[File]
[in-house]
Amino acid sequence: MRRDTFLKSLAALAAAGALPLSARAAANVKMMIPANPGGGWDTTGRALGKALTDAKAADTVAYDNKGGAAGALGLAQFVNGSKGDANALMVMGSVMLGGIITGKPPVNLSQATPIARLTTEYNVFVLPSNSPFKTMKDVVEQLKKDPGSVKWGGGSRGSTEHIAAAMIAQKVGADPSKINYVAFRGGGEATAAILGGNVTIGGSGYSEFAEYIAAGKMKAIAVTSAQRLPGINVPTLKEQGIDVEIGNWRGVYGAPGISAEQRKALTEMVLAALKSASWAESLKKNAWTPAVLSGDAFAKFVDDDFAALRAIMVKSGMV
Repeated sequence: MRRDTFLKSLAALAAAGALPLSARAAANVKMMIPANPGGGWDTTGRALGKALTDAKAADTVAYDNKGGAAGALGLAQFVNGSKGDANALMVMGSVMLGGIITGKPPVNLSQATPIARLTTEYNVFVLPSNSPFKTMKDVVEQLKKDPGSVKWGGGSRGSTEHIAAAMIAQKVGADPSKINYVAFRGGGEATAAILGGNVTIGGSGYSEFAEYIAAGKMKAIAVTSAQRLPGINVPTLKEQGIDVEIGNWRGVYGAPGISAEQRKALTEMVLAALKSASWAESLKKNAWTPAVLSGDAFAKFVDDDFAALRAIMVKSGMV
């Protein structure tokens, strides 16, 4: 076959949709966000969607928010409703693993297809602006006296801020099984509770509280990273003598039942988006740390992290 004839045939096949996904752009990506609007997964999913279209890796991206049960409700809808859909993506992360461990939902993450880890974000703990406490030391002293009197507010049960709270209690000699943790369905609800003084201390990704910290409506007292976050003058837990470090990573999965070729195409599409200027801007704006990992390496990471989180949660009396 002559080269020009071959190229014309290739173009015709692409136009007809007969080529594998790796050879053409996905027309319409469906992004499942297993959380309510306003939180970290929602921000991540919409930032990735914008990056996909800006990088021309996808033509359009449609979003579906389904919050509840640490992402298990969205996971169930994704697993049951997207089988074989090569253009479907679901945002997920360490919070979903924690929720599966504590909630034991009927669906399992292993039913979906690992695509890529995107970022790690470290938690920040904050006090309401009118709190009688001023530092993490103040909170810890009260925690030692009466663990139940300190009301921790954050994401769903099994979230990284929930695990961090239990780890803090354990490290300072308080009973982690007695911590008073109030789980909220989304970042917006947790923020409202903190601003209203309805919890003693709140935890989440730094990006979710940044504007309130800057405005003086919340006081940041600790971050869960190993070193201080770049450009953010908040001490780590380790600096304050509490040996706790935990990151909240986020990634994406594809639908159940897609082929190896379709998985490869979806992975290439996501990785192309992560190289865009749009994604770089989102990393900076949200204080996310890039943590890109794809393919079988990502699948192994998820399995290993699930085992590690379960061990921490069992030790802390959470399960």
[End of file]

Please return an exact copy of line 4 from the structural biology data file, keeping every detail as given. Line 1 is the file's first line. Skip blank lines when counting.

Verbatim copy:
């Protein structure tokens, strides 16, 4: 076959949709966000969607928010409703693993297809602006006296801020099984509770509280990273003598039942988006740390992290 004839045939096949996904752009990506609007997964999913279209890796991206049960409700809808859909993506992360461990939902993450880890974000703990406490030391002293009197507010049960709270209690000699943790369905609800003084201390990704910290409506007292976050003058837990470090990573999965070729195409599409200027801007704006990992390496990471989180949660009396 002559080269020009071959190229014309290739173009015709692409136009007809007969080529594998790796050879053409996905027309319409469906992004499942297993959380309510306003939180970290929602921000991540919409930032990735914008990056996909800006990088021309996808033509359009449609979003579906389904919050509840640490992402298990969205996971169930994704697993049951997207089988074989090569253009479907679901945002997920360490919070979903924690929720599966504590909630034991009927669906399992292993039913979906690992695509890529995107970022790690470290938690920040904050006090309401009118709190009688001023530092993490103040909170810890009260925690030692009466663990139940300190009301921790954050994401769903099994979230990284929930695990961090239990780890803090354990490290300072308080009973982690007695911590008073109030789980909220989304970042917006947790923020409202903190601003209203309805919890003693709140935890989440730094990006979710940044504007309130800057405005003086919340006081940041600790971050869960190993070193201080770049450009953010908040001490780590380790600096304050509490040996706790935990990151909240986020990634994406594809639908159940897609082929190896379709998985490869979806992975290439996501990785192309992560190289865009749009994604770089989102990393900076949200204080996310890039943590890109794809393919079988990502699948192994998820399995290993699930085992590690379960061990921490069992030790802390959470399960």